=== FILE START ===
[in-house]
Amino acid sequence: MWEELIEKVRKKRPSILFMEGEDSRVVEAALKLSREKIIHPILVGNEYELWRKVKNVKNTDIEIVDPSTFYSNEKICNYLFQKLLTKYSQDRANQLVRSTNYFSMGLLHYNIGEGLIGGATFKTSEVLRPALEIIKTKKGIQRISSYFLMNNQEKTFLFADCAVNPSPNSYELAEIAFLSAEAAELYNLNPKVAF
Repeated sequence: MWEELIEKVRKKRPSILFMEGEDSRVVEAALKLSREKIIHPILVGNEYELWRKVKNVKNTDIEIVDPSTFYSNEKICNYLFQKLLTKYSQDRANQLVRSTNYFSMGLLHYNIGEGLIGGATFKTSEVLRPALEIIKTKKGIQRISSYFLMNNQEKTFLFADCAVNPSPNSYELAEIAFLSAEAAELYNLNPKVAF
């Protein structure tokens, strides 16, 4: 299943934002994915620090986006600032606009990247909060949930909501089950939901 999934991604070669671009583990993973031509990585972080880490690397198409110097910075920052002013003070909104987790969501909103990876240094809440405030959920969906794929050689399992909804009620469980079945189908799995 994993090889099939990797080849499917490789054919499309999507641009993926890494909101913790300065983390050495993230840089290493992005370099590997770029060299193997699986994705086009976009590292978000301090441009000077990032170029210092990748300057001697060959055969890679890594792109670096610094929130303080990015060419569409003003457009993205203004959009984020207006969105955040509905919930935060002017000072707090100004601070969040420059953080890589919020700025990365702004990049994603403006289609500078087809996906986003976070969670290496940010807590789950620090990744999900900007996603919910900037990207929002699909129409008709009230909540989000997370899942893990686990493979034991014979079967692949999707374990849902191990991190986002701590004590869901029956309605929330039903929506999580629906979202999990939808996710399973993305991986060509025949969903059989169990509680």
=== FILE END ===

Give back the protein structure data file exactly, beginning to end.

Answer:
[in-house]
Amino acid sequence: MWEELIEKVRKKRPSILFMEGEDSRVVEAALKLSREKIIHPILVGNEYELWRKVKNVKNTDIEIVDPSTFYSNEKICNYLFQKLLTKYSQDRANQLVRSTNYFSMGLLHYNIGEGLIGGATFKTSEVLRPALEIIKTKKGIQRISSYFLMNNQEKTFLFADCAVNPSPNSYELAEIAFLSAEAAELYNLNPKVAF
Repeated sequence: MWEELIEKVRKKRPSILFMEGEDSRVVEAALKLSREKIIHPILVGNEYELWRKVKNVKNTDIEIVDPSTFYSNEKICNYLFQKLLTKYSQDRANQLVRSTNYFSMGLLHYNIGEGLIGGATFKTSEVLRPALEIIKTKKGIQRISSYFLMNNQEKTFLFADCAVNPSPNSYELAEIAFLSAEAAELYNLNPKVAF
């Protein structure tokens, strides 16, 4: 299943934002994915620090986006600032606009990247909060949930909501089950939901 999934991604070669671009583990993973031509990585972080880490690397198409110097910075920052002013003070909104987790969501909103990876240094809440405030959920969906794929050689399992909804009620469980079945189908799995 994993090889099939990797080849499917490789054919499309999507641009993926890494909101913790300065983390050495993230840089290493992005370099590997770029060299193997699986994705086009976009590292978000301090441009000077990032170029210092990748300057001697060959055969890679890594792109670096610094929130303080990015060419569409003003457009993205203004959009984020207006969105955040509905919930935060002017000072707090100004601070969040420059953080890589919020700025990365702004990049994603403006289609500078087809996906986003976070969670290496940010807590789950620090990744999900900007996603919910900037990207929002699909129409008709009230909540989000997370899942893990686990493979034991014979079967692949999707374990849902191990991190986002701590004590869901029956309605929330039903929506999580629906979202999990939808996710399973993305991986060509025949969903059989169990509680």